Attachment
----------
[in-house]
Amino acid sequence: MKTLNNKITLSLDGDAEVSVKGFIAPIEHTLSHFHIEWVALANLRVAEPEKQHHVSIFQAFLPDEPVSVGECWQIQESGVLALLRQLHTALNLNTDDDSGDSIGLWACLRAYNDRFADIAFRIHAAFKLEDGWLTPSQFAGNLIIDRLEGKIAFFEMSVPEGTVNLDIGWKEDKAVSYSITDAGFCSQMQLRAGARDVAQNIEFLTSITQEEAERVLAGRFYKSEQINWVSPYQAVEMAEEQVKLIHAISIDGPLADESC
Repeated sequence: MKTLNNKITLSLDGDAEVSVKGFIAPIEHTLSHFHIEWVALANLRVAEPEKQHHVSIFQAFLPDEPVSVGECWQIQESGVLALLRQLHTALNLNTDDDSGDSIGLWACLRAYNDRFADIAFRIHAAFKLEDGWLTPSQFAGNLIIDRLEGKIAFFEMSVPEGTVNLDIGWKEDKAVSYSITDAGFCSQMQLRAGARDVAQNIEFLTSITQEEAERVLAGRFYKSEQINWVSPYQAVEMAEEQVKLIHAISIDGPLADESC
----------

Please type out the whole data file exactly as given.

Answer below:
[in-house]
Amino acid sequence: MKTLNNKITLSLDGDAEVSVKGFIAPIEHTLSHFHIEWVALANLRVAEPEKQHHVSIFQAFLPDEPVSVGECWQIQESGVLALLRQLHTALNLNTDDDSGDSIGLWACLRAYNDRFADIAFRIHAAFKLEDGWLTPSQFAGNLIIDRLEGKIAFFEMSVPEGTVNLDIGWKEDKAVSYSITDAGFCSQMQLRAGARDVAQNIEFLTSITQEEAERVLAGRFYKSEQINWVSPYQAVEMAEEQVKLIHAISIDGPLADESC
Repeated sequence: MKTLNNKITLSLDGDAEVSVKGFIAPIEHTLSHFHIEWVALANLRVAEPEKQHHVSIFQAFLPDEPVSVGECWQIQESGVLALLRQLHTALNLNTDDDSGDSIGLWACLRAYNDRFADIAFRIHAAFKLEDGWLTPSQFAGNLIIDRLEGKIAFFEMSVPEGTVNLDIGWKEDKAVSYSITDAGFCSQMQLRAGARDVAQNIEFLTSITQEEAERVLAGRFYKSEQINWVSPYQAVEMAEEQVKLIHAISIDGPLADESC